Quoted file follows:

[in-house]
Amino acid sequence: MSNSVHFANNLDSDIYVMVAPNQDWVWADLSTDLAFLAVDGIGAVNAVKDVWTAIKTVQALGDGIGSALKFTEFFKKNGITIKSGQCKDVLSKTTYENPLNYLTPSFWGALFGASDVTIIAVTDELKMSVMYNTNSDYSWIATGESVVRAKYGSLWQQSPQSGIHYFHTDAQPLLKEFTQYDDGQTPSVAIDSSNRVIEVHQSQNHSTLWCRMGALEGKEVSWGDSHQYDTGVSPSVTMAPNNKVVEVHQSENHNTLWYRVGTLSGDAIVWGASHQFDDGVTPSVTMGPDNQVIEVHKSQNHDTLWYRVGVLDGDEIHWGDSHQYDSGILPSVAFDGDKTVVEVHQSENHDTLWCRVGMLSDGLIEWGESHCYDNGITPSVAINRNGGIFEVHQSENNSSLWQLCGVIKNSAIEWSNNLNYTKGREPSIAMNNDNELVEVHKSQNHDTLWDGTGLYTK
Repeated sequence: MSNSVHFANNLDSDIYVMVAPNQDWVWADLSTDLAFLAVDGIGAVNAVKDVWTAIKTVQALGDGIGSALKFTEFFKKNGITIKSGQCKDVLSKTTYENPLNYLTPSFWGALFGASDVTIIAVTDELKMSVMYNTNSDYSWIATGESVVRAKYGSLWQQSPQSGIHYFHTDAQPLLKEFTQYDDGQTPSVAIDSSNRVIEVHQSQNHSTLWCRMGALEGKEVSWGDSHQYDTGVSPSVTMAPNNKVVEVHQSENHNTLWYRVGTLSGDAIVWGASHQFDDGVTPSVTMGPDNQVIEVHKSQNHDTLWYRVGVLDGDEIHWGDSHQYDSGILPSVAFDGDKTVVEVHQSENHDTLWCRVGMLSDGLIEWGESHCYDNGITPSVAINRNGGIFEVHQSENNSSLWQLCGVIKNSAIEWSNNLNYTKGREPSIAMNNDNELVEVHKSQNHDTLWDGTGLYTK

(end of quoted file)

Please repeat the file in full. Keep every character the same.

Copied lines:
[in-house]
Amino acid sequence: MSNSVHFANNLDSDIYVMVAPNQDWVWADLSTDLAFLAVDGIGAVNAVKDVWTAIKTVQALGDGIGSALKFTEFFKKNGITIKSGQCKDVLSKTTYENPLNYLTPSFWGALFGASDVTIIAVTDELKMSVMYNTNSDYSWIATGESVVRAKYGSLWQQSPQSGIHYFHTDAQPLLKEFTQYDDGQTPSVAIDSSNRVIEVHQSQNHSTLWCRMGALEGKEVSWGDSHQYDTGVSPSVTMAPNNKVVEVHQSENHNTLWYRVGTLSGDAIVWGASHQFDDGVTPSVTMGPDNQVIEVHKSQNHDTLWYRVGVLDGDEIHWGDSHQYDSGILPSVAFDGDKTVVEVHQSENHDTLWCRVGMLSDGLIEWGESHCYDNGITPSVAINRNGGIFEVHQSENNSSLWQLCGVIKNSAIEWSNNLNYTKGREPSIAMNNDNELVEVHKSQNHDTLWDGTGLYTK
Repeated sequence: MSNSVHFANNLDSDIYVMVAPNQDWVWADLSTDLAFLAVDGIGAVNAVKDVWTAIKTVQALGDGIGSALKFTEFFKKNGITIKSGQCKDVLSKTTYENPLNYLTPSFWGALFGASDVTIIAVTDELKMSVMYNTNSDYSWIATGESVVRAKYGSLWQQSPQSGIHYFHTDAQPLLKEFTQYDDGQTPSVAIDSSNRVIEVHQSQNHSTLWCRMGALEGKEVSWGDSHQYDTGVSPSVTMAPNNKVVEVHQSENHNTLWYRVGTLSGDAIVWGASHQFDDGVTPSVTMGPDNQVIEVHKSQNHDTLWYRVGVLDGDEIHWGDSHQYDSGILPSVAFDGDKTVVEVHQSENHDTLWCRVGMLSDGLIEWGESHCYDNGITPSVAINRNGGIFEVHQSENNSSLWQLCGVIKNSAIEWSNNLNYTKGREPSIAMNNDNELVEVHKSQNHDTLWDGTGLYTK